15. #65
    Still Subjective
    Registered: Dec 1999
    Location: Idiocy will never die
    Well it doesn't really make sense for PCs since they are generally the power behind the game. You'd only use a streaming game service if you were essentially using the PC as a screen.

    Why even talk about this in the context of the PC gaming world, which tends towards machines that are custom built for power? The point of Stadia is you don't need a 1000 computer to play games, you can use your 50 inch 4K Smart TV for it.

  16. #66
    Extracting data and assets from games is breaking their EULA, and modding has been largely ignored by big publishers, absent in AAA games for quite some time now. If you want to learn making stuff, you get one of the free engines available, buy tutorials, asset packs, go to schools, etc. For majority of gamers this doesn't matter, as yeah, they just want to play games.

  17. #67
    Quote Originally Posted by Judith View Post
    Extracting data and assets from games is breaking their EULA
    Just remember that EULAs often include several unenforcable clauses depending on your local laws. These clauses are almost always added so the publisher can attempt to pursue legal action if something notable does happen. In this situation they will likely try to pursue legal action citing the EULA, even if the section being violated is not legally enforcable in the region, and they may be able to settle a case that would have fallen apart in court if the defendant doesn't think they have enough resources to fight it. In the US there's always the arbitration and jurisdiction clauses to push things more in favour of the publisher, with them being able to select a jurisdiction and arbiter who will be favourable to them.

    As far as extracting data/assets from a product, there may still be grounds for a Fair Use defense if it is done as a learning experience and not for any kind of profit. But a publisher is very unlikely to go after someone tinkering with a (non-multiplayer) game in their home for personal use. They're far more concerned with people either developing anti-DRM measures or acquiring assets for use in anything being distributed to other people.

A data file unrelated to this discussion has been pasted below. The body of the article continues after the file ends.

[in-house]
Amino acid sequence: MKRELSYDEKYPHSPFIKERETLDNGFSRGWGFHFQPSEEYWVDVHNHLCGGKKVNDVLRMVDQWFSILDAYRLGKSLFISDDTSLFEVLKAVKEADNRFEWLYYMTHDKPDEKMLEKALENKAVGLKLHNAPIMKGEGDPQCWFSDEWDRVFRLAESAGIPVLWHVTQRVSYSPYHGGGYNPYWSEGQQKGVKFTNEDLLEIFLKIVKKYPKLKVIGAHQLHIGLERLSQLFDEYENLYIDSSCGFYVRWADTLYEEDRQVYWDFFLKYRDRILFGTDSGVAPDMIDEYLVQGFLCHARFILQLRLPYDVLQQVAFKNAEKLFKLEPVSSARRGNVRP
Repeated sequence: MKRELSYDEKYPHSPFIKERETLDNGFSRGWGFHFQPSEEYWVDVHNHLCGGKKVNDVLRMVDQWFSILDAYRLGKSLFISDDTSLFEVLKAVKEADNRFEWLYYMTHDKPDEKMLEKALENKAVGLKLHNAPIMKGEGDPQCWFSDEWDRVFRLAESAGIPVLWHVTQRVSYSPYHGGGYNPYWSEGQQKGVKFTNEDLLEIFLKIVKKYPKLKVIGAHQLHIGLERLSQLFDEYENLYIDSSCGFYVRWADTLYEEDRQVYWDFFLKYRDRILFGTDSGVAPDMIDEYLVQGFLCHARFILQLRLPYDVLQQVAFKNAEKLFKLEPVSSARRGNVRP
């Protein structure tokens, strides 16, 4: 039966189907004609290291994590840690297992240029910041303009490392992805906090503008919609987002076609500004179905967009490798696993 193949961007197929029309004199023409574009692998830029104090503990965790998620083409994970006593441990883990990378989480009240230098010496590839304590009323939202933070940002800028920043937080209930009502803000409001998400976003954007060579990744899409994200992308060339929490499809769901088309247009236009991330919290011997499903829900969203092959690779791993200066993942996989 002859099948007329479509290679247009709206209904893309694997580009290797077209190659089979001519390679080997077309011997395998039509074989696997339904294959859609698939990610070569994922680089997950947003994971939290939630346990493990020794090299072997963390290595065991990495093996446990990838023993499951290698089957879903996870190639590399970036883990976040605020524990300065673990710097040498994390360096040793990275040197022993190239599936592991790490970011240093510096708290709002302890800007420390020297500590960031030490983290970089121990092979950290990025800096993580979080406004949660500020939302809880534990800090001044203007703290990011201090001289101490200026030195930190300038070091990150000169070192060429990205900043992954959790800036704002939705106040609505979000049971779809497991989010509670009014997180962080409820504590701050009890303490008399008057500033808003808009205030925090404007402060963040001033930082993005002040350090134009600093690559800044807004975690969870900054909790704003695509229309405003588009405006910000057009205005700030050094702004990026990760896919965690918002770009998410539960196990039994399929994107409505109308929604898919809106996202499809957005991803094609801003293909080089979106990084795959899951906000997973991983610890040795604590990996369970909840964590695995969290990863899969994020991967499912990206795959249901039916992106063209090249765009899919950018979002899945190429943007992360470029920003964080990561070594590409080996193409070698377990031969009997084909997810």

18. #68
    Member
    Registered: Oct 2019
    Location: Poland
    Quote Originally Posted by Judith View Post
    Extracting data and assets from games is breaking their EULA, and modding has been largely ignored by big publishers, absent in AAA games for quite some time now. If you want to learn making stuff, you get one of the free engines available, buy tutorials, asset packs, go to schools, etc. For majority of gamers this doesn't matter, as yeah, they just want to play games.
    Saying this you're literally questioning the point of creating things like fan missions for the very game series this forum is about. I don't know about tendencies concerning latest AAA games, simply because i rarely play them, bar few ones, but PC modding scene has always been a significamt aspect of gaming on IBM PCs. And i don't mean this in the context of "just learning to make stuff from ground up" as you mentioned, and i know that you don't need to start with modding if you want to acquire this knowledge, but this is not my point. Are you trying to say that you support banning game mods because they might possibly infringe on some EULA's clauses (aside of the fact it isn't always bound to do so, depending on the type and complexity of the mod and specific EULA)?

    This seems to not have ever been really solved, it's been and still remains a grey area, as you can read here https://en.wikipedia.org/wiki/Mod_(v...status_of_mods

    Besides, who said that forbidding modding in EULAs if a good practice and we shouldn't question or oppose it?

    And EULA trying to ban and penalise game modding is IMO an awful EULA.

  19. #69
    I'm not impying any of the ridiculous conclusions you've drawn above. I'm simply saying that modding is largely irrelevant, in the big picture. It was a talent pool back in the day, but that's not how you get to the industry now.

  20. #70
    Member
    Registered: Oct 2019
    Location: Poland
    Ah I see. I wasn't talking about mods as the gateway to be employed by game dev studios though. My point while discussing the advantages and disadvantages of Stadia was just modding for the sake of it and playing modded games. Yeah, I think there was a big misunderstanding between us, nevermind then.